This sort of thing always worries me. I really wish we had a more formal way of alerting users that functionality was going to go away, rather than just pulling the rug from under their feet when they install a new release.
At Sun, and I’m sure at most other companies that support software products, we have to tell our customers in advance when (certain) features are going away. We can’t just drop them from one release to the next because we’ve gone off the idea.
Personally, I’d like to see GNOME manage this a lot better, perhaps (from the end user’s perspective) via a section in the GNOME release notes that said which features we intended to remove from the next release. The impact of such changes would then have to be thought through well in advance, and there’d be plenty of time to remove the feature, fix any related issues, and properly update the documentation prior to its actual disappearance. And users would have time to prepare for the change, and have the opportunity to raise any sensible objections before the fact, rather than after it.
(This thought isn’t especially new, nor directly aimed at the proposed Windows capplet removal… although I do know that’s a decision that would generate support calls for Sun users and customers, who always scream when anything related to their sloppy focus settings breaks, changes or goes away. Many of them have been using sloppy focus on UNIX desktops since before GNOME or even Linux were first thought of, so it’s not a feature we like to mess with…)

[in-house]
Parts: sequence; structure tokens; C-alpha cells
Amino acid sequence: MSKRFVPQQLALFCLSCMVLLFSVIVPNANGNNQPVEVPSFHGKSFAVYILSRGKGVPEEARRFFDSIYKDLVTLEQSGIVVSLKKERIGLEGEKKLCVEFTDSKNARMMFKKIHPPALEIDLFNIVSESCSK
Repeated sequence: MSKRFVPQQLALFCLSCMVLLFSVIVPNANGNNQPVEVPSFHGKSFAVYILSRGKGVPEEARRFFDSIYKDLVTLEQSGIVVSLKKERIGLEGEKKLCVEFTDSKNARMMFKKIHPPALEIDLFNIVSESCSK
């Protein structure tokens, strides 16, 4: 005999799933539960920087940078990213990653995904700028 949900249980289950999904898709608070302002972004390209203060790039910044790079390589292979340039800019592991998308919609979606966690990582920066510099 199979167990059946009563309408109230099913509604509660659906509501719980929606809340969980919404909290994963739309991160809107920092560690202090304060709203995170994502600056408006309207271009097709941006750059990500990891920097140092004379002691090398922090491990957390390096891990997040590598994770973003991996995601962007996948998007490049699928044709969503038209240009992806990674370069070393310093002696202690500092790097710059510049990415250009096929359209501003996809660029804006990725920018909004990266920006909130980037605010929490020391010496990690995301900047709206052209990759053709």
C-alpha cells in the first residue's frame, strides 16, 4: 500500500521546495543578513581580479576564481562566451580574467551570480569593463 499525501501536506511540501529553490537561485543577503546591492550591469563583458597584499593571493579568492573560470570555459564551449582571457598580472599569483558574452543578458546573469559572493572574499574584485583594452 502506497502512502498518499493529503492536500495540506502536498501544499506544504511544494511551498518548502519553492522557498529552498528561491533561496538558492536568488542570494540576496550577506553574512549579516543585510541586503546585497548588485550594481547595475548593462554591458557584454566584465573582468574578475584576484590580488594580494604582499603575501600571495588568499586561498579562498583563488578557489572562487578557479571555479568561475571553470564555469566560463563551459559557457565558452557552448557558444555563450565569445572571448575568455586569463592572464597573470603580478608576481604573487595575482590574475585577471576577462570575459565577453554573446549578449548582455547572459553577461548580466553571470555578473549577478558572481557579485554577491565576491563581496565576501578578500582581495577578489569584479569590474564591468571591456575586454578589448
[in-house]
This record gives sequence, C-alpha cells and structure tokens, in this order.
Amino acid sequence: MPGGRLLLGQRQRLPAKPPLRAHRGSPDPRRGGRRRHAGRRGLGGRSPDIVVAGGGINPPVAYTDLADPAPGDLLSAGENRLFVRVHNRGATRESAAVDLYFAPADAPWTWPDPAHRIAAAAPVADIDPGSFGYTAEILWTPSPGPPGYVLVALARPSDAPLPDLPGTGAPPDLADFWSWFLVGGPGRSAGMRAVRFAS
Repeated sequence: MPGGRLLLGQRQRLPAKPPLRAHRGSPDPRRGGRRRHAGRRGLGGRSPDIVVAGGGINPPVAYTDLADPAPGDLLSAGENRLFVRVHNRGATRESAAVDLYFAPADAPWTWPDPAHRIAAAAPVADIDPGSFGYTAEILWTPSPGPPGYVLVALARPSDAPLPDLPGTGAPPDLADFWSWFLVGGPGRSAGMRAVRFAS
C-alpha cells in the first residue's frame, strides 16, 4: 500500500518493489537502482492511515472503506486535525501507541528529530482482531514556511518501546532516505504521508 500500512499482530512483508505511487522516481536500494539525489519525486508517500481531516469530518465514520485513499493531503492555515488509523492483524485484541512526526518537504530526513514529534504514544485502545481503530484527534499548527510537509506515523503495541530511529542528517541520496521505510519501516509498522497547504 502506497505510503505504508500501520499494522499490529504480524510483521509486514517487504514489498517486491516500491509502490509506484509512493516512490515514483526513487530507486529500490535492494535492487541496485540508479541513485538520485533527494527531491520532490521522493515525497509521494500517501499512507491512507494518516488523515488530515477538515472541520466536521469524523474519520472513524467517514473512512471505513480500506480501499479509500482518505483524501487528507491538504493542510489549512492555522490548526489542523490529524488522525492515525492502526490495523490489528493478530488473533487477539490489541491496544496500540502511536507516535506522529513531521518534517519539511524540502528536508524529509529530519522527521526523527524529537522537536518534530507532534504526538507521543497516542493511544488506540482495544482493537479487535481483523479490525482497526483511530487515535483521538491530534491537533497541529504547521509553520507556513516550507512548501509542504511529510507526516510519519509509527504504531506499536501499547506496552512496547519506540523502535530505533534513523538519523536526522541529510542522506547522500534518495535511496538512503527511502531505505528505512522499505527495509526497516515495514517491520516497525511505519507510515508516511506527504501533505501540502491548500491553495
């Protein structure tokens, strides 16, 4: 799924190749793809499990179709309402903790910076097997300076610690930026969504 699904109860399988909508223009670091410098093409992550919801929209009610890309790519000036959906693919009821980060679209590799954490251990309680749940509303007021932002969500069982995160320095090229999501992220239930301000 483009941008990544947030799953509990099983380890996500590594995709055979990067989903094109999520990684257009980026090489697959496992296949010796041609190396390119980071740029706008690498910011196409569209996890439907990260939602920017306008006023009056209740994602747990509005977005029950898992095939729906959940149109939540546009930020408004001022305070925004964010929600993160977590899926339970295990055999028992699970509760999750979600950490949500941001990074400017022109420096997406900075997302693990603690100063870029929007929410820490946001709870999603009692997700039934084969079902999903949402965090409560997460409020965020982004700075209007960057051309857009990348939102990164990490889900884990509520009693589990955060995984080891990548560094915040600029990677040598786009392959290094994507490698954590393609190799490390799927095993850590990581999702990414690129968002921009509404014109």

Some of you have probably heard that some folks at Sun have been working on a proposal for a tidied-up GNOME control center shell. Well, at long last, here are some details!
First of all, I should say that I actually have little personal involvement in this project—it’s being led by Kristin Travis and Jenya Gestrin of Sun’s xDesign team… I’m just abusing my position on Planet GNOME to plug what they’re doing 🙂 And as yet, there’s no production code to speak of, just mockups and Flash prototypes, so there’s still plenty of scope for feedback.
It does require Java, there are only 8 slots available at any one time, and right now they’re still provisioning OpenSolaris 2008.11 rather than the newer and shinier 2009.06. But if you want to give OpenSolaris a quick whirl, you might find it more convenient than downloading the LiveCD.
In VirtualBox 2.2.0, which was released today, that is. The new OpenGL acceleration for Linux and Solaris guests allows compiz to run very nicely in a virtual machine. (Click the thumbnail for a Theora video of compiz running in an OpenSolaris guest in OS X.)
EDIT: I suppose I ought to add there’s some other cool stuff in 2.2.0 as well, particularly the ability to import/export appliances in OVF format.